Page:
If you’re going to do kits, you’ll need a larger primary bucket. Kits are usually 6 gal + (with skins). So get a 7.5 gal (need some space for foaming).

If you’re going to do more than one batch a year, you’ll eventually want to get more carboys. I started with 2... I have 15 now. All glass. Mostly 6’s. But I have 5’s, 3’s, and 1 gal jugs. Come to think of it, I could probably use a couple more.

You’ll want more bungs and air locks too.

If you have a hand corker, but haven’t used it. Trust me - You’ll hate that more that a root canal. Consider an Italian or Portuguese floor corner. Well worth it.

If you’re at the point where you believe this hobby is going to stick, and in addition to a better diagnostic meter, you might invest in an AIO pump or something similar. Great for racking and bottling.

You’ll collect more hydrometers (if you have only one, you will drop it on the floor - I promise), stir spoons, cleaning brushes, etc., along the way.

Learn the ways of patience and proper hygiene. They are your two best tools for winemaking. Check out the MoreWinemaking guide to making red wine (and the other on white wine). And don’t be after to ask a ton of questions. You’ll find the people here to be very knowledgeable and willing to share.
 

NorCal

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Welcome. Agree with the morewinemaking guide, it was the best, consolidated information that I could find for home winemakers. It not only explains what to do, but why you are doing it.
 

Sunshine Wine

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I just racked for the first time! The SG reading is at .996. There is a lot of pulp at the bottom of the bucket, so I did not get all the wine. Should I strain it to get more out? I know that some of the sludge got into the carboy. I plan to rack to one gallon jugs, since my carboy is too big. Should I wait to add k-meta to make sure the SG reading stays the same for a few days?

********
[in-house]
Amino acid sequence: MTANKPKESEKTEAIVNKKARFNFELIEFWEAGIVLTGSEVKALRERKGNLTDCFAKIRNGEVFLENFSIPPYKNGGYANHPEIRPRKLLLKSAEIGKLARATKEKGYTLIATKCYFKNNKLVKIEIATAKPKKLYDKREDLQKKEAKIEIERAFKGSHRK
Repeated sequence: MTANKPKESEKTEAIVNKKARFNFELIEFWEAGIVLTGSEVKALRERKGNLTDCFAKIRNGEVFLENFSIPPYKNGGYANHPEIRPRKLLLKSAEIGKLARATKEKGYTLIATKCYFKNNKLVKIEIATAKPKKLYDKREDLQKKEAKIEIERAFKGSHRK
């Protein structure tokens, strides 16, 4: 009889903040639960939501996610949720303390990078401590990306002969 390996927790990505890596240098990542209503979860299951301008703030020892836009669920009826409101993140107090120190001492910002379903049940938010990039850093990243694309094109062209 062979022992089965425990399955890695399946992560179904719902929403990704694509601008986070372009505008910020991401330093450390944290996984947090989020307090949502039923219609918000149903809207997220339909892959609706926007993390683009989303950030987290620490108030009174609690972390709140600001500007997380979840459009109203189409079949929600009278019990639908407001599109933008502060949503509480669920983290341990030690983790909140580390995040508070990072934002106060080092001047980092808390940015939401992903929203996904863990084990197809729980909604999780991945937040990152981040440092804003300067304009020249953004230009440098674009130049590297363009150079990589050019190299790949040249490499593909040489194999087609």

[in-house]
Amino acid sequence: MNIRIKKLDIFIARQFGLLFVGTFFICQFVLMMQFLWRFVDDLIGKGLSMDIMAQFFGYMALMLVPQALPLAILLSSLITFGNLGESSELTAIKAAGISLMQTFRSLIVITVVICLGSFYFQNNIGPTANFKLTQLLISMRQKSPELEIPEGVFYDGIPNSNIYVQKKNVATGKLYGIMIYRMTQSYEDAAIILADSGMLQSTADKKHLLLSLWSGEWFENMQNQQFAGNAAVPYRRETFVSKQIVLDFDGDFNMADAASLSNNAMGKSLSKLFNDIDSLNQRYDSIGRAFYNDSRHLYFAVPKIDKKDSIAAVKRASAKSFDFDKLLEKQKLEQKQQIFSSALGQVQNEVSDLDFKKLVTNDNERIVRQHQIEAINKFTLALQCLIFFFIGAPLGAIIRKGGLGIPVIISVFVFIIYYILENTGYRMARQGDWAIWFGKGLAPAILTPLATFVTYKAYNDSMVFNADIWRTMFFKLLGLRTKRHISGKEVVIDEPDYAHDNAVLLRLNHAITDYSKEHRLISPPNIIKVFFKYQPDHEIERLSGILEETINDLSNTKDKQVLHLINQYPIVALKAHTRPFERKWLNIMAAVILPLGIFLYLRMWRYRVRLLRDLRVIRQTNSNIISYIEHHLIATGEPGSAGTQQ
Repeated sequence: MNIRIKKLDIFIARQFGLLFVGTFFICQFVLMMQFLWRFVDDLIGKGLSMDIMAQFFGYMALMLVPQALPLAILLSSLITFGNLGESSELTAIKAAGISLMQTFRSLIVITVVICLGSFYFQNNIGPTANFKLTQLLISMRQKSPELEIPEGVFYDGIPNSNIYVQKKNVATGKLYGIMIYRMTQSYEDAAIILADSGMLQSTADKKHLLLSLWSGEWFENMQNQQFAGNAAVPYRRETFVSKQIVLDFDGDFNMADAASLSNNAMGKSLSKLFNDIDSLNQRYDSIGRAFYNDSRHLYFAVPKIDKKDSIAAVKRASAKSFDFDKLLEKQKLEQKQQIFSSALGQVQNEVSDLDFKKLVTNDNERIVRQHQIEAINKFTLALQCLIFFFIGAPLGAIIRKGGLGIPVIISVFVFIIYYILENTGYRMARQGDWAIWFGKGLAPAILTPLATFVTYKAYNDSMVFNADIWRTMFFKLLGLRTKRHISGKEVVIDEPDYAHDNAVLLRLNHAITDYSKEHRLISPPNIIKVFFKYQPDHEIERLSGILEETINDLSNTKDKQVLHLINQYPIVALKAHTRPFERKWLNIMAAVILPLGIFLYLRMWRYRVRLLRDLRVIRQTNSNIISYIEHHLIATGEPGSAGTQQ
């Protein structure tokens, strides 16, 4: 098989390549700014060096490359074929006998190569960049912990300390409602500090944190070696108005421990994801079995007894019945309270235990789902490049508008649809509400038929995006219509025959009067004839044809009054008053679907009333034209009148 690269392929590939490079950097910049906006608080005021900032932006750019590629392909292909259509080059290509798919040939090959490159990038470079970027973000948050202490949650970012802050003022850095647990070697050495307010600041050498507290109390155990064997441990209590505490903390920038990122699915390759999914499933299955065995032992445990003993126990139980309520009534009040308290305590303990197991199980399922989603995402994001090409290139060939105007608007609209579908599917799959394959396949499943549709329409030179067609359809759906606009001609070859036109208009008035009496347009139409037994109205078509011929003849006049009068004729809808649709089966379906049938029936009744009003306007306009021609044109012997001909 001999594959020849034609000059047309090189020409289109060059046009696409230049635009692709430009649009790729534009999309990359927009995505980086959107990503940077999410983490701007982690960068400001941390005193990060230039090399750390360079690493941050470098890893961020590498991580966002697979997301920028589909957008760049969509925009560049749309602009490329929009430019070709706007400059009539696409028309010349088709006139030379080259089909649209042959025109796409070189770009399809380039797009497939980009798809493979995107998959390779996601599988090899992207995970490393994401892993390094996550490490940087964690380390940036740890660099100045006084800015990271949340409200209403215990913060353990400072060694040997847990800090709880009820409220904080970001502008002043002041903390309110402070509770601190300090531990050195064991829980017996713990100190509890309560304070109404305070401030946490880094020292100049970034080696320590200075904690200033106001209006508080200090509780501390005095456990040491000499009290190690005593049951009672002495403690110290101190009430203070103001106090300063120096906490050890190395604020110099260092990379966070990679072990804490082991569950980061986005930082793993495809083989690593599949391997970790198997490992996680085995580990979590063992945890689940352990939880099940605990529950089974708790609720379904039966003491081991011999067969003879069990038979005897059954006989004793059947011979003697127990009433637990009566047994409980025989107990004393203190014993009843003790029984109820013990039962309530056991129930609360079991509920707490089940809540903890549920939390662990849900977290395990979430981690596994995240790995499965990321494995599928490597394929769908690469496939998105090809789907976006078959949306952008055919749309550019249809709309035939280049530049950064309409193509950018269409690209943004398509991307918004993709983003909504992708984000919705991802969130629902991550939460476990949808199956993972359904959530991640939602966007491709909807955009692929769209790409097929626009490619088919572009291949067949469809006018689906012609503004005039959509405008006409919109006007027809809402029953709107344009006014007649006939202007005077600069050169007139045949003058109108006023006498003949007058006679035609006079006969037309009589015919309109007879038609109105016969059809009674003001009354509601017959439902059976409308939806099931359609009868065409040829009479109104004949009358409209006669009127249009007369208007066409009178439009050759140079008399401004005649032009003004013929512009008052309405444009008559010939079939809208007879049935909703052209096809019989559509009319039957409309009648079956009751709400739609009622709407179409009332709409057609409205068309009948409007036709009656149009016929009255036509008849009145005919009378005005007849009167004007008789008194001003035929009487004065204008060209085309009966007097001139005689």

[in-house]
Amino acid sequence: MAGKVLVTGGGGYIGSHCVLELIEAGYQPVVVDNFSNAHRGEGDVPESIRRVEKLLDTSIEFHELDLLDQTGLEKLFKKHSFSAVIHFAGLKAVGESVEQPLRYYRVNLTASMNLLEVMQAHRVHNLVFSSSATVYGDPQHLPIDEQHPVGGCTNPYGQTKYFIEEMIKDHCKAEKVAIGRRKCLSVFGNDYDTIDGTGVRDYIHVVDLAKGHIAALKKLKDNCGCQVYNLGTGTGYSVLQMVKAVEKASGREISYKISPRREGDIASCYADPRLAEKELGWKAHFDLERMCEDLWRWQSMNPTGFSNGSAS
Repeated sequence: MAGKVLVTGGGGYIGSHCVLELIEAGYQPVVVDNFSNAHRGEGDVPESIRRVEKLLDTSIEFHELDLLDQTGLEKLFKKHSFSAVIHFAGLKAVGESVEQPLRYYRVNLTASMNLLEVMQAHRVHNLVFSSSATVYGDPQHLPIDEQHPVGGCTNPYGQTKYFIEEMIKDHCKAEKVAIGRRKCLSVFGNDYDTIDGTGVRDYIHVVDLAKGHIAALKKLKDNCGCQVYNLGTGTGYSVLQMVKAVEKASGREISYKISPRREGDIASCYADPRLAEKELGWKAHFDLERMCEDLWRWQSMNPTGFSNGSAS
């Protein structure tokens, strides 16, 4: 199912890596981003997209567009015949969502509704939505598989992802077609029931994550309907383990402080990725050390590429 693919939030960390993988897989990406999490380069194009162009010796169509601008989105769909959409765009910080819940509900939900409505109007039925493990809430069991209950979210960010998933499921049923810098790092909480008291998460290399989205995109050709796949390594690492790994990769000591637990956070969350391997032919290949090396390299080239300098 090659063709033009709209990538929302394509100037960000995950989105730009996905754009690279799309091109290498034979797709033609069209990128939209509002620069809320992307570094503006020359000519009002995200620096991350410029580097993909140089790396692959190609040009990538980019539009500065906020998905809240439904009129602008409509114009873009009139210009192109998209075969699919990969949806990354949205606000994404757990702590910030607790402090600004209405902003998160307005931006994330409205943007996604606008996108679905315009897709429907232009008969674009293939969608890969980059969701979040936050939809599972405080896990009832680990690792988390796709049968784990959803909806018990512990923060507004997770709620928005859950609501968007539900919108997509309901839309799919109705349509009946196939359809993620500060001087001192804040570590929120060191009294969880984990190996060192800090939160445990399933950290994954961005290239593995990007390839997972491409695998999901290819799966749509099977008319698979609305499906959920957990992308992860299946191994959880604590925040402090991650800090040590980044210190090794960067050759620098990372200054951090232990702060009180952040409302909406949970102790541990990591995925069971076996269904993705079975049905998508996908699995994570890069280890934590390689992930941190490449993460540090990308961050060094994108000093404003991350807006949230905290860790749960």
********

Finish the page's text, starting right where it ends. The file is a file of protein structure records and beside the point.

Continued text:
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jgmann67

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I just racked for the first time! The SG reading is at .996. There is a lot of pulp at the bottom of the bucket, so I did not get all the wine. Should I strain it to get more out? I know that some of the sludge got into the carboy. I plan to rack to one gallon jugs, since my carboy is too big. Should I wait to add k-meta to make sure the SG reading stays the same for a few days?
Congratulations!

That looks really good.

What I would do:

0.996 is fine. But, I would wait on Kmeta and check your SG again in a couple days.

Depending on what your pulp looks like and how much wine you might recover, I would let it go.
 

jgmann67

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Judging from your airlock, I’d say you’re right.

I had this problem with my California grapes this year. I used a 1.5l bottle and put Saran Wrap on top secured with a rubber band.

Depending on how long your wine is going to be in that container, it might not be a problem. But, that’s a lot of surface area to have exposed to air.
 

Sunshine Wine

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Judging from your airlock, I’d say you’re right.

I had this problem with my California grapes this year. I used a 1.5l bottle and put Saran Wrap on top secured with a rubber band.

Depending on how long your wine is going to be in that container, it might not be a problem. But, that’s a lot of surface area to have exposed to air.
I found a rubber gasket that fit perfectly inside the lid. Worked for a short time...but have to figure something out...